• System process
  • Process and thread data structures
  • Process hierarchy
  • Host processes
  • Execution vectors
  • Jobs

Memory Management

The objective of this section is to understand the process virtual address space and its components. It covers topics such as types of ALSR, page protection flags, no access pages, guard pages, execute and no-execute pages, virtual address descriptors, usage of VAD in memory forensics, remote process attachment, reading and writing remote process memory, section objects, shared memory and memory-mapped files, executable image mapping, pagefile backed regions, thread stacks, stack cookies and process heaps.

  • Process address space
  • Address space layout randomization (ASLR)
  • Memory protection
  • Data execution prevention (DEP)
  • Virtual address descriptors (VADs)
  • Cross process memory access
  • Memory-mapped files
  • Thread stacks
  • Heaps

PE Files

The objective of this section to discuss PE files and how they are loaded into memory. It covers topics such as PE files structures, navigating PE headers, sections and permissions, .NET executable, parsing export directory, importing functions and import address table, 64-bit relocation table, NTDLL loader, PEB module list, thread local storage (TLS), TLS callbacks, kernel image notification callbacks.

  • PE files layout
  • Data directories
  • Debug directory
  • CLR Header
  • Export directory
  • Import directory
  • Relocations
  • Loader functionality
  • DLL load callbacks

Objects and Handles

The objective of this section is to understand objects and handle tables. It covers topics such as kernel objects, GDI objects, user objects, global and session-specific namespace, symbolic links, object headers, optional object headers, handle tables, granted access mask, handle creation and duplication, kernel object callbacks, object reference counting, types objects and object type procedures.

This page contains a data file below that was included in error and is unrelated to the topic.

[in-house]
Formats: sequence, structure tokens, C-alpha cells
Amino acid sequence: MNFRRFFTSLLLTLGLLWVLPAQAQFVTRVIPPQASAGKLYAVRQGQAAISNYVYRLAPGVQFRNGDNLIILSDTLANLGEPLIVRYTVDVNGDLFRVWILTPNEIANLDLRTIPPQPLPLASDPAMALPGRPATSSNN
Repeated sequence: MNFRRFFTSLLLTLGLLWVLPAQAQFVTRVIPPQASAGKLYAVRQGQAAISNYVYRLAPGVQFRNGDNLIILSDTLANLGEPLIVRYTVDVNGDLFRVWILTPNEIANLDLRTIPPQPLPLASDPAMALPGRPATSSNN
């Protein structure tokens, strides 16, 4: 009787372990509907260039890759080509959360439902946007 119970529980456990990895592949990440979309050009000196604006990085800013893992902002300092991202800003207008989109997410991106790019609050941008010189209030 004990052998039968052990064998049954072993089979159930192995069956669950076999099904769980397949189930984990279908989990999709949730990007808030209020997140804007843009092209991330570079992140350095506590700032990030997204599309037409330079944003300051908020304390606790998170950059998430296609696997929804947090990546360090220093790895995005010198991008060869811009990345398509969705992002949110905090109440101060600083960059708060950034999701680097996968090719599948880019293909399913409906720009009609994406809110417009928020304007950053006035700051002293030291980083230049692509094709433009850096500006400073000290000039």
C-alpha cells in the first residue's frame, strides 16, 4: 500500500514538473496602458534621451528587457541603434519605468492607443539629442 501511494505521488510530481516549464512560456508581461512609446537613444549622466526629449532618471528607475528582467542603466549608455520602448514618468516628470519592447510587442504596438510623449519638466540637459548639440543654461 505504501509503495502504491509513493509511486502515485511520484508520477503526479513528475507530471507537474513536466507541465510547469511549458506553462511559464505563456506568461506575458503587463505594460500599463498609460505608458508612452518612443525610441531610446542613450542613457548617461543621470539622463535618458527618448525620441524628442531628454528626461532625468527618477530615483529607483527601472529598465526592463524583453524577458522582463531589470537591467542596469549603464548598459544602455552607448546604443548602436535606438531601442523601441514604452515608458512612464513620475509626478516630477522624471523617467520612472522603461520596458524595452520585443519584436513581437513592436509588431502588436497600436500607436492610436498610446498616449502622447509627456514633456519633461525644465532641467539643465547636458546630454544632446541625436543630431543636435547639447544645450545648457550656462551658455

• Windows Objects
  • Object namespace
  • Object headers
  • Process handle tables
  • Handle duplication
  • Object callbacks
  • Object reference counting
  • Type objects


The objective of this section to learn about how the kernel secures access to objects. It covers topics such as tokens, SIDs, well-known SIDs, privileges, restricted tokens, user account control (UAC), security descriptors, discretionary access control lists (DACLs), system access control lists (SACLs), access control entries (ACEs), access masks, ACE inheritance, mandatory integrity control, mandatory policy, ACE evaluation, impersonation tokens and impersonation levels.

  • Tokens
  • Security identifiers (SID)
  • Privileges
  • Security descriptors
  • Access control lists
  • Integrity levels
  • Access checks
  • Impersonation

Services Infrastructure

The objective of this section is to understand how services work in Windows. It covers topics such as service control applications, service control manager (SCM), types of services, service dependencies, executable services, DLL based services, trusted installer service, logon architecture, logon sessions, window stations, desktops, shatter attacks, session 0, user interface privilege isolation (UIPI).

  • Service architecture
  • Service control manager
  • Service configuration
  • SVCHost.exe
  • Service SIDs
  • Trusted Installer
  • Logon sessions
  • Session isolation

Security Mitigations

The objective of this section is to understand the different security mitigations that have been added to protect applications over the years. It covers topics such as process/thread attributes, process mitigations policies, exploit guard functionality, code integrity guard, control flow guard, enhanced control flow guard, shadow stacks, low-box tokens, app-container namespace, filtering native API calls into Win32K.sys.

  • Process mitigation policies
  • Exploit guard
  • Arbitrary code guard (ACG)
  • Control flow guard (CFG)
  • Enhanced control flow guard (xFG)
  • Control-flow enforcement technology (CET)
  • Win32K API call filtering